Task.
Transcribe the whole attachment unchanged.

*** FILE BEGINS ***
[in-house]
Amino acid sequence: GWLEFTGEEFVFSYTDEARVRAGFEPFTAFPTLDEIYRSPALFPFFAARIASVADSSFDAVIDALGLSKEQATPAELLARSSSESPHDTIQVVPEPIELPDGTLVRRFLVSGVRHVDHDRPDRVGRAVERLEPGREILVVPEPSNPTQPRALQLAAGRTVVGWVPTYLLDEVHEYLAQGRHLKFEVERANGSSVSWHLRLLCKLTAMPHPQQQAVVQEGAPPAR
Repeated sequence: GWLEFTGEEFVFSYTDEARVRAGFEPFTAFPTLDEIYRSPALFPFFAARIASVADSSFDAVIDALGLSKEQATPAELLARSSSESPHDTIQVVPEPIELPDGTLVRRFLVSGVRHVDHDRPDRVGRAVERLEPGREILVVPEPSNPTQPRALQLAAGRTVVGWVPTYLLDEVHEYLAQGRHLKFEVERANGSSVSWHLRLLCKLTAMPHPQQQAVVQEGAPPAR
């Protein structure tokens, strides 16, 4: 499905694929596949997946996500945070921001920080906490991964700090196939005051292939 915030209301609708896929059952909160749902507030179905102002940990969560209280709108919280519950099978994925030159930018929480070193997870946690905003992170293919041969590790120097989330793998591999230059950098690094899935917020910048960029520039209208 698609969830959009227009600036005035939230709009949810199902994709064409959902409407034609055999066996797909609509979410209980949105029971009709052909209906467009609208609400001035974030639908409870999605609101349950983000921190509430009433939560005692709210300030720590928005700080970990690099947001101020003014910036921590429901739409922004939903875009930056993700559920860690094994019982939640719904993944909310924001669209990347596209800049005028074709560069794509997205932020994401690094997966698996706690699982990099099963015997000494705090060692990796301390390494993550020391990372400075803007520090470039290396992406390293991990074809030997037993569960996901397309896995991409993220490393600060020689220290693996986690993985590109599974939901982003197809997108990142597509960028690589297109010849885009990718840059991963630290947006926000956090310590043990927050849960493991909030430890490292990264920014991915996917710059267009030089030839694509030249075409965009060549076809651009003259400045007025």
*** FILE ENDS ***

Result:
[in-house]
Amino acid sequence: GWLEFTGEEFVFSYTDEARVRAGFEPFTAFPTLDEIYRSPALFPFFAARIASVADSSFDAVIDALGLSKEQATPAELLARSSSESPHDTIQVVPEPIELPDGTLVRRFLVSGVRHVDHDRPDRVGRAVERLEPGREILVVPEPSNPTQPRALQLAAGRTVVGWVPTYLLDEVHEYLAQGRHLKFEVERANGSSVSWHLRLLCKLTAMPHPQQQAVVQEGAPPAR
Repeated sequence: GWLEFTGEEFVFSYTDEARVRAGFEPFTAFPTLDEIYRSPALFPFFAARIASVADSSFDAVIDALGLSKEQATPAELLARSSSESPHDTIQVVPEPIELPDGTLVRRFLVSGVRHVDHDRPDRVGRAVERLEPGREILVVPEPSNPTQPRALQLAAGRTVVGWVPTYLLDEVHEYLAQGRHLKFEVERANGSSVSWHLRLLCKLTAMPHPQQQAVVQEGAPPAR
């Protein structure tokens, strides 16, 4: 499905694929596949997946996500945070921001920080906490991964700090196939005051292939 915030209301609708896929059952909160749902507030179905102002940990969560209280709108919280519950099978994925030159930018929480070193997870946690905003992170293919041969590790120097989330793998591999230059950098690094899935917020910048960029520039209208 698609969830959009227009600036005035939230709009949810199902994709064409959902409407034609055999066996797909609509979410209980949105029971009709052909209906467009609208609400001035974030639908409870999605609101349950983000921190509430009433939560005692709210300030720590928005700080970990690099947001101020003014910036921590429901739409922004939903875009930056993700559920860690094994019982939640719904993944909310924001669209990347596209800049005028074709560069794509997205932020994401690094997966698996706690699982990099099963015997000494705090060692990796301390390494993550020391990372400075803007520090470039290396992406390293991990074809030997037993569960996901397309896995991409993220490393600060020689220290693996986690993985590109599974939901982003197809997108990142597509960028690589297109010849885009990718840059991963630290947006926000956090310590043990927050849960493991909030430890490292990264920014991915996917710059267009030089030839694509030249075409965009060549076809651009003259400045007025």